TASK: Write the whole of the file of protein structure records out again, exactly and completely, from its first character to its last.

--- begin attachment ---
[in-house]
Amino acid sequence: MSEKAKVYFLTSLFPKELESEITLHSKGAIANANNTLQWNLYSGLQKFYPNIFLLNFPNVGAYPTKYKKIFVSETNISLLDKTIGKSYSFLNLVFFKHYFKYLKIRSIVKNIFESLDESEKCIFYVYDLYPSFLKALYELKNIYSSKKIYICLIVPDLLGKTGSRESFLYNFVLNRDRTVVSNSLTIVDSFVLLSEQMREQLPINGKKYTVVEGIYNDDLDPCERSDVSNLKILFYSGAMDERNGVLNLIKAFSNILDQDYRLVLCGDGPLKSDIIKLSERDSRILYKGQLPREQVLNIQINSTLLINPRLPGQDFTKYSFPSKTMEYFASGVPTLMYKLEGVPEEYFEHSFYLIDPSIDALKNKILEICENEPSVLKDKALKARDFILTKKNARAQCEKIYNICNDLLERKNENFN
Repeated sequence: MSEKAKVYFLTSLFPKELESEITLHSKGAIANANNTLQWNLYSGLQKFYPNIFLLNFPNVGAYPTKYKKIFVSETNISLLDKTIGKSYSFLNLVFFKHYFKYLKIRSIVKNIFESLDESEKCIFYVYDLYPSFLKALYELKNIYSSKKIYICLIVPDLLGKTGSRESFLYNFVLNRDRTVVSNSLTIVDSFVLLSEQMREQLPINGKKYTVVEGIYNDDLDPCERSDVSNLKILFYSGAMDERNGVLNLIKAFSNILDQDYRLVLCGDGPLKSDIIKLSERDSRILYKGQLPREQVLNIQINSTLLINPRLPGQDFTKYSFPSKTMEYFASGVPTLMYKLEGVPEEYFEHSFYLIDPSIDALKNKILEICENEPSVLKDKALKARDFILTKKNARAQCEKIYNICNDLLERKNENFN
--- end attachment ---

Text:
[in-house]
Amino acid sequence: MSEKAKVYFLTSLFPKELESEITLHSKGAIANANNTLQWNLYSGLQKFYPNIFLLNFPNVGAYPTKYKKIFVSETNISLLDKTIGKSYSFLNLVFFKHYFKYLKIRSIVKNIFESLDESEKCIFYVYDLYPSFLKALYELKNIYSSKKIYICLIVPDLLGKTGSRESFLYNFVLNRDRTVVSNSLTIVDSFVLLSEQMREQLPINGKKYTVVEGIYNDDLDPCERSDVSNLKILFYSGAMDERNGVLNLIKAFSNILDQDYRLVLCGDGPLKSDIIKLSERDSRILYKGQLPREQVLNIQINSTLLINPRLPGQDFTKYSFPSKTMEYFASGVPTLMYKLEGVPEEYFEHSFYLIDPSIDALKNKILEICENEPSVLKDKALKARDFILTKKNARAQCEKIYNICNDLLERKNENFN
Repeated sequence: MSEKAKVYFLTSLFPKELESEITLHSKGAIANANNTLQWNLYSGLQKFYPNIFLLNFPNVGAYPTKYKKIFVSETNISLLDKTIGKSYSFLNLVFFKHYFKYLKIRSIVKNIFESLDESEKCIFYVYDLYPSFLKALYELKNIYSSKKIYICLIVPDLLGKTGSRESFLYNFVLNRDRTVVSNSLTIVDSFVLLSEQMREQLPINGKKYTVVEGIYNDDLDPCERSDVSNLKILFYSGAMDERNGVLNLIKAFSNILDQDYRLVLCGDGPLKSDIIKLSERDSRILYKGQLPREQVLNIQINSTLLINPRLPGQDFTKYSFPSKTMEYFASGVPTLMYKLEGVPEEYFEHSFYLIDPSIDALKNKILEICENEPSVLKDKALKARDFILTKKNARAQCEKIYNICNDLLERKNENFN